RTC NBA Draft Profiles: Anthony DavisPosted by EJacoby on June 28th, 2012
The 2012 NBA Draft is scheduled for tonight in New Jersey. As we have done for the last several years, RTC’s team of writers (including Andrew Murawa, Kevin Doyle, Evan Jacoby, Matt Patton, and Danny Spewak) will provide comprehensive breakdowns of each of the 35 collegians most likely to hear his name called by David Stern in the first round on draft night. We’ll work backwards, starting with players who are projected near the end of the first round before getting into the lottery as June progresses. As an added bonus, we’ll also bring you a scouting take from NBADraft.net’s Aran Smith at the bottom of each player evaluation.
Note: Click here for all published 2012 NBA Draft profiles.
Player Name: Anthony Davis
Height/Weight: 6’11” / 220 lbs.
NBA Position: Power Forward
Projected Draft Range: #1 Overall Pick
Overview: Believe it or not, Anthony Davis was not even on the radar as an elite prospect in his high school class three years ago. But that was before he grew eight inches in one summer, retained some of his guard skills, and developed elite shot-blocking fundamentals. The rest is history, as we all know his story as the #1 recruit in his class who produced immediately in college. In his one season at Kentucky, Davis led his team to a National Championship as Most Outstanding Player of the NCAA Tournament while winning the AP, Naismith, and Wooden National Player of the Year awards. He averaged 14.2 points, 10.4 rebounds, 1.4 steals, and an NCAA-best 4.7 blocks per game on 62.3% shooting as an 18-year-old freshman. While considered a defense-first asset, Davis also led the SEC in field goal percentage, offensive rating, and free throws made. At nearly 6’11” in shoes with a 7’5.5″ wingspan, great agility, incredible discipline, and a high basketball IQ, Davis is one of the best shot-blocking prospects the NBA has ever seen. He’s very wiry and must add strength to avoid getting pushed around in the paint at the next level, but he’s such a good athlete that he makes up for any lost ground by swatting away everything near the basket. On offense he can face up and shows a decent jump shot with range or drives by defenders to the cup. He can also play with his back to the basket where he’s an efficient scorer, rarely turning the ball over and drawing fouls at a high rate. But he’s best at cutting to the paint for open looks and lobs at the rim, where he finishes alley-oops with perfect timing and explosion. He’s also a beast in transition with his speed and versatile skills for his size. He shoots over 70% from the free throw line, shows great work ethic, and is an intense leader. What can’t Davis do? He’s still a young kid who’s very raw offensively and needs to add strength. But it’s doubtful he becomes anything but a game-changing NBA force that a franchise can build around.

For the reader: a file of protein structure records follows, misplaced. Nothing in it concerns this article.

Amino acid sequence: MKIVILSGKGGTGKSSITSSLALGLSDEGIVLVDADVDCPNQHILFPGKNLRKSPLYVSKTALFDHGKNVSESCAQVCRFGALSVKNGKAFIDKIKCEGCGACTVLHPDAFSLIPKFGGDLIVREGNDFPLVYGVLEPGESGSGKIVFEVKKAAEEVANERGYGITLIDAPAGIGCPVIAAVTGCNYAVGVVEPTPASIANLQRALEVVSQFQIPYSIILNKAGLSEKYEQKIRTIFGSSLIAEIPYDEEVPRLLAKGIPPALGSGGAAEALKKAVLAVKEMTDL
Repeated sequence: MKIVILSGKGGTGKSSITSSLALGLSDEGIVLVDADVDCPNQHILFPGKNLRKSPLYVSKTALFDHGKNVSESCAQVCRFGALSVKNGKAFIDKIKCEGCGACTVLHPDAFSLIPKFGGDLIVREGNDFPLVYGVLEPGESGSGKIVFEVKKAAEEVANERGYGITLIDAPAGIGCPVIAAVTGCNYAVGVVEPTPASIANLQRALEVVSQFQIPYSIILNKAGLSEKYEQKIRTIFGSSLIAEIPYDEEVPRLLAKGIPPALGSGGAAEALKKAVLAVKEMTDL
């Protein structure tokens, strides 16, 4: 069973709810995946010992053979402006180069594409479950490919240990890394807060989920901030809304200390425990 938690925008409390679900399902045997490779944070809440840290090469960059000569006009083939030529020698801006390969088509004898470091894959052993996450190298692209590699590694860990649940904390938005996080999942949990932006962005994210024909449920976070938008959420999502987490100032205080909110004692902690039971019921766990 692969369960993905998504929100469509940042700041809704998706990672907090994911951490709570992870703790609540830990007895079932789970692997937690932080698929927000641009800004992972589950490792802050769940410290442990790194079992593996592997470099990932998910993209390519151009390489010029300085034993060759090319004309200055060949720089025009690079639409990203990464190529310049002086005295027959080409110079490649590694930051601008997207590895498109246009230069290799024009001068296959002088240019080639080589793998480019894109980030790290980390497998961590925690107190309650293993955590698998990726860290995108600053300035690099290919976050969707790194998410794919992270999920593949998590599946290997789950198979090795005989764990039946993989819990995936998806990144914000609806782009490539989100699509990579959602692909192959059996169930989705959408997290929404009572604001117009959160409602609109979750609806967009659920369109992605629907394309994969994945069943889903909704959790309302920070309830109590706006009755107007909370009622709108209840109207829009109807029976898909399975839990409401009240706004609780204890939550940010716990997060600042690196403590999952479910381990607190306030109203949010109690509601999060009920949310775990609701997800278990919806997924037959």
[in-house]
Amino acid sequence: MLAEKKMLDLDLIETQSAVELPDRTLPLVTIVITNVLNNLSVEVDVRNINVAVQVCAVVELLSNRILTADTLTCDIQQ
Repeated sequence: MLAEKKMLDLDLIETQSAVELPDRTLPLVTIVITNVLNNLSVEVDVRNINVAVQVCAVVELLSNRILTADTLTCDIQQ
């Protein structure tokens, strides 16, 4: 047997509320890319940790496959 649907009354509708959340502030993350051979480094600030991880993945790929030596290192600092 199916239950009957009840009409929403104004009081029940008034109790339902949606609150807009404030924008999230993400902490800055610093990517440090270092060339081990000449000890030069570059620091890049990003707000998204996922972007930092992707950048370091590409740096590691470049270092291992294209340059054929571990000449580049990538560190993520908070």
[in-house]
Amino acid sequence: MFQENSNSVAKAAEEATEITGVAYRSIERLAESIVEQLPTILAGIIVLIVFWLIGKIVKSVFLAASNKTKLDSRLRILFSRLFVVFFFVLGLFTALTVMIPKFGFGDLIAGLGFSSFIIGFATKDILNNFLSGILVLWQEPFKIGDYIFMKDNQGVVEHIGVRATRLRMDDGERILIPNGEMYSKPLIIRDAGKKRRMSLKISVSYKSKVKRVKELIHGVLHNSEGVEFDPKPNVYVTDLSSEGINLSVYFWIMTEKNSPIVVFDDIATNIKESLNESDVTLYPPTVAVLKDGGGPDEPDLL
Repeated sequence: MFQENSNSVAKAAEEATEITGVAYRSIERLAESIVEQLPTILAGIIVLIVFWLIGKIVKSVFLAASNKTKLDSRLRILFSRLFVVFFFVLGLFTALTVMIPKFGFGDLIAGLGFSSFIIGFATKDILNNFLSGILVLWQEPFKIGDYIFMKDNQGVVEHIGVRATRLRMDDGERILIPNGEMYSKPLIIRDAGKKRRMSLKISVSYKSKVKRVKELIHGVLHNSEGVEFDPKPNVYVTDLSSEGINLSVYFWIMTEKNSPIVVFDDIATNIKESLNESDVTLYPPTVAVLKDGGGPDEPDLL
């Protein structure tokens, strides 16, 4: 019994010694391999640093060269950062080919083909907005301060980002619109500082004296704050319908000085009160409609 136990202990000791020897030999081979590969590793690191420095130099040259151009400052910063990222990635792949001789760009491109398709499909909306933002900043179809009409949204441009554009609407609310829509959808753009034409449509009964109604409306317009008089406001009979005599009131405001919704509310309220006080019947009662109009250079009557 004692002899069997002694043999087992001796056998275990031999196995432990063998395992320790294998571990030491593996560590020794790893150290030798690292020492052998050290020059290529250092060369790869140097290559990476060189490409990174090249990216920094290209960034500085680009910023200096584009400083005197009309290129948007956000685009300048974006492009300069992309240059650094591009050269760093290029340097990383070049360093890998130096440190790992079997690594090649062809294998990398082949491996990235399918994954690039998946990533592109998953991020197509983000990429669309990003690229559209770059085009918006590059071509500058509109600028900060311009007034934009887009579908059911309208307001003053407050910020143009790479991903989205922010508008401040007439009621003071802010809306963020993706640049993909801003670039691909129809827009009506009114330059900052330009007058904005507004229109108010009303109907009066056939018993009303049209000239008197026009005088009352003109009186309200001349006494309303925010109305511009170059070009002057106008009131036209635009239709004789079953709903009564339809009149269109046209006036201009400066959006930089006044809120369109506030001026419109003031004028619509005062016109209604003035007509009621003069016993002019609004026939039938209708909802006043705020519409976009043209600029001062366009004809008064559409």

Will Translate to the NBA: Off-the-charts defensive positioning, recovery speed, and intelligence to go along with his height, length, and athleticism will make him an elite NBA shot-blocker. Davis will anchor a pro defense from day one and make his presence felt on every possession, whether helping defend high pick-and-rolls or altering tons of shots in and around the paint. He can close out on shooters well, which is key at the next level, and he even excels at blocking long jump shots. He’s a great rebounder in space and has strong box-out fundamentals. He runs the floor perfectly and will lead a charge in transition on both ends, a key skill in the fast-paced pro game. Davis also shows a nice shooting touch and great awareness of where to be on offense. His strong work ethic and basketball IQ will only help his offensive development.